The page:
It's been mentioned by other people, but the last bit of the movie, when she actually finds Ares and they fight, doesn't feel like it fits in with the rest. Up to that point, things had been in a sense grounded. She's fighting ordinary soldiers with regular guns and bullets, or having to deal with all these old white guys' ideas about women, or our capacity to be indifferent to the suffering of others. Diana is a fantastical figure, but what's she confronted with is more everyday horror. And then, at the end, she finds Ares and now it's people telekinetically hurling bullets and tanks and it abruptly all feels entirely cut off from everything else. Sameer and Chief are not too far away trying to help Steve, but it feels like another world entirely, almost like they're two different films that happen to be taking place on the same screen.

Which could very well be what Patty Jenkins was aiming for, the gap between the two worlds Wonder Woman can inhabit. Our world, and this larger, mythic world, where humans can be seen as playthings or pests to be removed. And a big part of the film is Diana realizing there isn't a simple solution, that's her mission is going to be a long process of her repeatedly setting an example by helping others. But that's in the future. In this film, she's convinced the entire time if she can just find Ares and kill him, War will stop, like flipping a switch. Steve doesn't believe - although Chris Pine does a good job showing how much Steve wants to believe - but ultimately it's something Diana has to learn herself. Which means she has to confront Ares, the one she holds responsible, and defeat him, and then see you can't lay our faults on his doorstep.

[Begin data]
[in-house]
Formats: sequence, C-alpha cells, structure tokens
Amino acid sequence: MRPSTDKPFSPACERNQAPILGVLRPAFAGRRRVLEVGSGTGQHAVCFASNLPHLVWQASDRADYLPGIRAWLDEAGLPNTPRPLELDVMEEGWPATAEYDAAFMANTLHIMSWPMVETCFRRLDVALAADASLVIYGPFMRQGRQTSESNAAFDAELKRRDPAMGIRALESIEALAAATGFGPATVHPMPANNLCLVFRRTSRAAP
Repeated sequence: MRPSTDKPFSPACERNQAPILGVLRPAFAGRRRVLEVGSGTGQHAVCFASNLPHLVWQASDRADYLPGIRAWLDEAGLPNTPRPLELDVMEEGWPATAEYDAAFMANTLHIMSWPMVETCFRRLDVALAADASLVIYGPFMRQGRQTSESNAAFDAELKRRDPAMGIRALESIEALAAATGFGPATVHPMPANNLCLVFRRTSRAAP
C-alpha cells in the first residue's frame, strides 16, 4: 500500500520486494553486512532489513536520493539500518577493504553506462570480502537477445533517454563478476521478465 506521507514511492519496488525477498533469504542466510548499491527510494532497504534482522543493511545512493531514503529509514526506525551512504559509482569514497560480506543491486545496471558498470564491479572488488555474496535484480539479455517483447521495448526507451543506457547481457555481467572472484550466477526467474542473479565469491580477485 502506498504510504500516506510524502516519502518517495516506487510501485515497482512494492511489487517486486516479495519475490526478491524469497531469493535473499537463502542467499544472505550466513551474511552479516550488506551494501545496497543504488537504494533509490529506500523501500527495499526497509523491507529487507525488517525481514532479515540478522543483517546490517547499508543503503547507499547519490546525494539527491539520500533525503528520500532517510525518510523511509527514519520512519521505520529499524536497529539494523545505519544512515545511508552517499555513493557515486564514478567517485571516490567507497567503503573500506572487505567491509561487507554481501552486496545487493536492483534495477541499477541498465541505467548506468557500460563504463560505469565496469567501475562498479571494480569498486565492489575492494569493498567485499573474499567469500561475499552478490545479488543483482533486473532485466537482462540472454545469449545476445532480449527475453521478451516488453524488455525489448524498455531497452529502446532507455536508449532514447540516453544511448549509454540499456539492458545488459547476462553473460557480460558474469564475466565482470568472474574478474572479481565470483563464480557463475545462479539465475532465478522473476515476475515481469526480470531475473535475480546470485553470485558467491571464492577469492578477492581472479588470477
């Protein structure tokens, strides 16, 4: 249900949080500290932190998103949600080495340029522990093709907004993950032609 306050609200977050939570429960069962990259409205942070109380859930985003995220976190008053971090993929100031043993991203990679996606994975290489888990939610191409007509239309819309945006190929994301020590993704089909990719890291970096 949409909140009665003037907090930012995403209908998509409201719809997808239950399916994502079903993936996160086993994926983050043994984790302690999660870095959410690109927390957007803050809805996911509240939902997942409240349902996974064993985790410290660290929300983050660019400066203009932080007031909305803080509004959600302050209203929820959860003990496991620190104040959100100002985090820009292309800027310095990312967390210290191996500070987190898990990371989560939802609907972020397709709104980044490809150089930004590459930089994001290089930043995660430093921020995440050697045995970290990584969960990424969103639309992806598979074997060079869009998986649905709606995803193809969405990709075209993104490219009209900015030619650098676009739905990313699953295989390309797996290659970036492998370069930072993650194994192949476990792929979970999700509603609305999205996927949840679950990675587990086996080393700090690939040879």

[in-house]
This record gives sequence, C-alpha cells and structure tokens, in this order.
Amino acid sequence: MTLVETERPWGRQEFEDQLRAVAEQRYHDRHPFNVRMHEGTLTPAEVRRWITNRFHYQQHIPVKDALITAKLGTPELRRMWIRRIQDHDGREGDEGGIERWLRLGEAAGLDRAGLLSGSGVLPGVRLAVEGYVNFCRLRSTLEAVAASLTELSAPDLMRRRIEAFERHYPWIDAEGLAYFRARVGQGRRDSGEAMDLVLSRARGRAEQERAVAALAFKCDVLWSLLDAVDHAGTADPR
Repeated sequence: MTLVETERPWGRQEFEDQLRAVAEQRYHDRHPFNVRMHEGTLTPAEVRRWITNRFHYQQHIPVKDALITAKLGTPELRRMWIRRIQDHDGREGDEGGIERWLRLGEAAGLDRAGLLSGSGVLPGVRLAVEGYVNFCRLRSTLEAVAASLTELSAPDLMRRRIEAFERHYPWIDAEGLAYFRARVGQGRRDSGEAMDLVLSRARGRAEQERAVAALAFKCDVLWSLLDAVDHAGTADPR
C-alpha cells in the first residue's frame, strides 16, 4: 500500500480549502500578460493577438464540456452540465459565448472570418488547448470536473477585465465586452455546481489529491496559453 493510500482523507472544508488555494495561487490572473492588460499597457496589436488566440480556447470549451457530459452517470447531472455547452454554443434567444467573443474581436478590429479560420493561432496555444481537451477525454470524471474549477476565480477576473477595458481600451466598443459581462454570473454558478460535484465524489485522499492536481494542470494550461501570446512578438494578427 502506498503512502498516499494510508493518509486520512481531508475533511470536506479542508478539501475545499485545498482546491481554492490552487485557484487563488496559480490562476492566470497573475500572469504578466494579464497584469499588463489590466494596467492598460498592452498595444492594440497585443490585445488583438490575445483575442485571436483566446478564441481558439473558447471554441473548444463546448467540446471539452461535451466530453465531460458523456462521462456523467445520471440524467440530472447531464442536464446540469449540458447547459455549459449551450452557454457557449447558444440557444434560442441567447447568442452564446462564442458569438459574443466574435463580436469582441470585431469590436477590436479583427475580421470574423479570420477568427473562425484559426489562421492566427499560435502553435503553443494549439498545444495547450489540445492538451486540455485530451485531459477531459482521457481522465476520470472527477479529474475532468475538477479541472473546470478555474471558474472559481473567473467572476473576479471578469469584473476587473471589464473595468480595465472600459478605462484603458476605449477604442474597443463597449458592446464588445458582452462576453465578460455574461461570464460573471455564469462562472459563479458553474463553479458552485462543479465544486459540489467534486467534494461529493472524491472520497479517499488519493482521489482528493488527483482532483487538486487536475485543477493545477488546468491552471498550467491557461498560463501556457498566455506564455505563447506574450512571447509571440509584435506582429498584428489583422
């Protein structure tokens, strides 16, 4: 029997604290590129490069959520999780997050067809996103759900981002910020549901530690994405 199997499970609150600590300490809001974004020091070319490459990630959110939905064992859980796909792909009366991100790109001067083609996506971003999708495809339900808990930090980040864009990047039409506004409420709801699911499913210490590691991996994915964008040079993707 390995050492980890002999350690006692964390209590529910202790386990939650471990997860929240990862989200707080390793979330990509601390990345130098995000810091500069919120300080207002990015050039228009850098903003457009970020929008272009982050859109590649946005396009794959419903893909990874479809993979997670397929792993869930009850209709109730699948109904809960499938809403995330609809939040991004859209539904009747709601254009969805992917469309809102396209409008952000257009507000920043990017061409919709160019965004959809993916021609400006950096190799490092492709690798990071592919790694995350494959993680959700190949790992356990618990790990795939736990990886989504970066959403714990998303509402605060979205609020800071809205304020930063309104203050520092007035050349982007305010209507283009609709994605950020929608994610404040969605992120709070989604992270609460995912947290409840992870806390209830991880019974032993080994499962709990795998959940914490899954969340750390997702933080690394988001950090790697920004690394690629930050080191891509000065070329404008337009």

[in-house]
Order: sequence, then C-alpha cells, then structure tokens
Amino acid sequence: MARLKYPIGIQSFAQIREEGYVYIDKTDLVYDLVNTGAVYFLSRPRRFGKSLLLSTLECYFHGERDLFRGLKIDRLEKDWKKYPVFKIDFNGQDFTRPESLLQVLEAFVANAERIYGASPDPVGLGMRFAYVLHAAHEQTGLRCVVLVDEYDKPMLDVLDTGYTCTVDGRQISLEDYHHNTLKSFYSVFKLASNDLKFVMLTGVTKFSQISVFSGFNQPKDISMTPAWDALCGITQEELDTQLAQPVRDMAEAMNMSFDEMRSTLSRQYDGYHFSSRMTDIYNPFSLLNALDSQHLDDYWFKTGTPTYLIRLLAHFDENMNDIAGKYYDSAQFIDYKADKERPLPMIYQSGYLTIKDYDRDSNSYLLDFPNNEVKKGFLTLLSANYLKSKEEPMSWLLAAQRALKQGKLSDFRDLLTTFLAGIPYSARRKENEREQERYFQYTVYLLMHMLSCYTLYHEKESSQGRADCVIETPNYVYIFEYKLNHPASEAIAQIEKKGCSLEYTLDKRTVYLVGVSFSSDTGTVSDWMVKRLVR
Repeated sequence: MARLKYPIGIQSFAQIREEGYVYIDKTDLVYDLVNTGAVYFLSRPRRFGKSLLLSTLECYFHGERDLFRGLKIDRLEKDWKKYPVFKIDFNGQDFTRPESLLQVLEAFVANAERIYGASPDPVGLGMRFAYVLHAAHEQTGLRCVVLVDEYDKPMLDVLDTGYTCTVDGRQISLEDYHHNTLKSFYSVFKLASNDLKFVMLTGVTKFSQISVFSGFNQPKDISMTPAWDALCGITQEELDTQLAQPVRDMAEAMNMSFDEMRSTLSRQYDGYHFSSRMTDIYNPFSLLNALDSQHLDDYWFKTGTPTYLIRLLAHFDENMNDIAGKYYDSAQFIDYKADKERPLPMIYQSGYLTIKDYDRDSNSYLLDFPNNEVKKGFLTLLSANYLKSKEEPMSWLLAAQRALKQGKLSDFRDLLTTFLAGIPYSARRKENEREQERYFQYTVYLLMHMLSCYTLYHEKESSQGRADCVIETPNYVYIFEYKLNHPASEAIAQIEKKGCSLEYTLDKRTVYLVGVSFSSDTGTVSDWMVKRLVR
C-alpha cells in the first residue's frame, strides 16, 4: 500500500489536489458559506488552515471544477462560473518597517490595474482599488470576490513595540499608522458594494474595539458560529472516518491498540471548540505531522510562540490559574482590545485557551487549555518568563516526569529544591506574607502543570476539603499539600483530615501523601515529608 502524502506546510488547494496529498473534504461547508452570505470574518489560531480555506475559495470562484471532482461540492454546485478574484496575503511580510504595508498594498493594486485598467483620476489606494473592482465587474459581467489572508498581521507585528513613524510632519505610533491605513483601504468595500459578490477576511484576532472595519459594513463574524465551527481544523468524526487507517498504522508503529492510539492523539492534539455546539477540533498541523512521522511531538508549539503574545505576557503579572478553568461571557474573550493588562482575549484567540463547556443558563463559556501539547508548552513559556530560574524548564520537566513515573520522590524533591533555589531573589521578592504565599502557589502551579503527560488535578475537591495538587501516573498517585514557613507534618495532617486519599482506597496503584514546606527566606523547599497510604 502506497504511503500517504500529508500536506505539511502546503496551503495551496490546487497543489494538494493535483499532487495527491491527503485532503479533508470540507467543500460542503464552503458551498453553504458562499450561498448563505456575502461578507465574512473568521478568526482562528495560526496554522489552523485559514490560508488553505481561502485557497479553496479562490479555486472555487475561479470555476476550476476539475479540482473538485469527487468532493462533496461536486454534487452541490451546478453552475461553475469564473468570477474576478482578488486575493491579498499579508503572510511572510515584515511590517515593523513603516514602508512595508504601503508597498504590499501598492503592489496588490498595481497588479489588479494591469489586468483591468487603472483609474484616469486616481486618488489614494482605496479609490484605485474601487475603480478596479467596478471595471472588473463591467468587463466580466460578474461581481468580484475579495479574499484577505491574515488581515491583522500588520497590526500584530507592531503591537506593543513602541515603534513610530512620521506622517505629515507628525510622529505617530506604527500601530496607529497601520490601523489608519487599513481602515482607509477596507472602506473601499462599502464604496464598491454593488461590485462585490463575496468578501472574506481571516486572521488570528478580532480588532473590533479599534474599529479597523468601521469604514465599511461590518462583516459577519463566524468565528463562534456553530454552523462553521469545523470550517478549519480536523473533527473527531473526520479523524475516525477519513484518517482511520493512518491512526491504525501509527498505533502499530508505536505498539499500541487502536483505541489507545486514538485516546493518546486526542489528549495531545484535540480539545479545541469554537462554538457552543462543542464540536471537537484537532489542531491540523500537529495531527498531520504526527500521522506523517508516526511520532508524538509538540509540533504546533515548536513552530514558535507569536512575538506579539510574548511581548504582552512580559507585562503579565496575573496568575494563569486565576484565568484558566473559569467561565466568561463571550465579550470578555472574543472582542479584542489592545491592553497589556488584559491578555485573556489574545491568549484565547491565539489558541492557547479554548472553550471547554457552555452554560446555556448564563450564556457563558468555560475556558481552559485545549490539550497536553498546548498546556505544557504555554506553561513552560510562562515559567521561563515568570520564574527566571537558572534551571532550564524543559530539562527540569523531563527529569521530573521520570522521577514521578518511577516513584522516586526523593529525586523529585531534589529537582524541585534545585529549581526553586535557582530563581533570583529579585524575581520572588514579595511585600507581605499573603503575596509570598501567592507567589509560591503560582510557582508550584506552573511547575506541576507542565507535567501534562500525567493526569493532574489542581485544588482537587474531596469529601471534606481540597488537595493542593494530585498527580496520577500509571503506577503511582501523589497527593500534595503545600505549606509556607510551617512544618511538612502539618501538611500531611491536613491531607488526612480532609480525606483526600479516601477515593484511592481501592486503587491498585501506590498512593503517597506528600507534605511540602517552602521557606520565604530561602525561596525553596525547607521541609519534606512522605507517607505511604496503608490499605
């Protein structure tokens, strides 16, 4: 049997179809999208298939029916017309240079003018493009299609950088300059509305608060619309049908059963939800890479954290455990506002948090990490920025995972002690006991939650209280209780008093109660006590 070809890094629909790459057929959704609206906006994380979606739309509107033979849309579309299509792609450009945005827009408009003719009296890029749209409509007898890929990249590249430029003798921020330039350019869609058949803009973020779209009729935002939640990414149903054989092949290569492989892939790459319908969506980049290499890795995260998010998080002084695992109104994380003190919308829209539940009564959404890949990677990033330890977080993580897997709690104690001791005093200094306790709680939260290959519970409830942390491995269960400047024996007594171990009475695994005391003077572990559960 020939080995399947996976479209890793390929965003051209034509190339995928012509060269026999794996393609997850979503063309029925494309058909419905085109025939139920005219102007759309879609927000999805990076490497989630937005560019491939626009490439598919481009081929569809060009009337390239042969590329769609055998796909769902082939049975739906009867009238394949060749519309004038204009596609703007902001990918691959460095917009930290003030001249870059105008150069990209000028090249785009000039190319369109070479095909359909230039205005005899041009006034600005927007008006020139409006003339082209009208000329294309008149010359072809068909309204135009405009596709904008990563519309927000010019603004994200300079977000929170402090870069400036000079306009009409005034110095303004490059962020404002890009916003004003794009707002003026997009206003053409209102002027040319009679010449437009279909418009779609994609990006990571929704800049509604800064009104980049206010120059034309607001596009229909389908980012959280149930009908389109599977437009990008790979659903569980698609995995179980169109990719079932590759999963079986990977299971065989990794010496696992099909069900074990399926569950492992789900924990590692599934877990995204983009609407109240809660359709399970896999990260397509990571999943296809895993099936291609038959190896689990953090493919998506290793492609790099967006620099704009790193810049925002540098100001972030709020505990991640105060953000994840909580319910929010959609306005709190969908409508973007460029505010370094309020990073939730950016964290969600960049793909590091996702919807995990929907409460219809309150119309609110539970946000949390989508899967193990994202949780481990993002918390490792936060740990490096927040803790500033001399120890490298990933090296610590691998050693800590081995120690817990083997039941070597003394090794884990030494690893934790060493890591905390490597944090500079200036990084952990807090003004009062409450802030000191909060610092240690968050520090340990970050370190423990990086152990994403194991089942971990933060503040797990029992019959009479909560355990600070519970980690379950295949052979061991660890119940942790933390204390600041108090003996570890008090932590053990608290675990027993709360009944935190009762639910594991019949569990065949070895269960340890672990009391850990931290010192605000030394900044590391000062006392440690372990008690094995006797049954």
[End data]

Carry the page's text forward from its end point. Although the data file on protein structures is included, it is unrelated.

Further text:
I'm not sure how you handle the "defeating" part without some kind of a fight. Diana could reject his offer to team-up and he could leave, as a way to prove his point, but then what? He'd be doing that to demonstrate that he's right about us, which means he'd come back at some point to try and coax her to his side again. She'd still have to reject him, and it would seem like they'd be at an impasse and have to fight. So I don't know.

Those misgivings aside, I had a good time. I don't know if it's in my Top 5 comic book property movies, but it has to be close, at least.

Wednesday, July 19, 2017

What I Bought 7/15/2017 - Part 2

It's extremely hot here this week. I hate July. I have a new computer now! The last one provided six strong years for me (after three years for my dad), so this one has a lot to live up to. I'm definitely enjoying the much larger screen.

Unbeatable Squirrel Girl #22, by Ryan North (writer), Erica Henderson (artist), Rico Renzi (color artist), Travis Lanham (letterer) - I'm glad to see Doreen remembered practical footwear for her trip to the Savage Land. Stubbed toes and blisters are no fun.

Doreen and Nancy enter a computer programming challenge and win a trip to the Savage Land. After an extremely long flight to Antarctica, they are greeted by the dual horrors of gift shops and snooty Latverian computer science students, who hate Squirrel Girl. But one of them locks eyes with Nancy, and rose petals appear, so that could be something. Assuming Stefan didn't blow it with that 'some things are worth being Doomed for,' line. Which I thought was pretty great, especially since he somehow suggested the "D" was capitalized by his pronunciation, but Nancy did not agree. Although Latverian schools probably train their students to imply capitalization with how they pronounce the "D". Like an "a" in German having an umlaut versus not.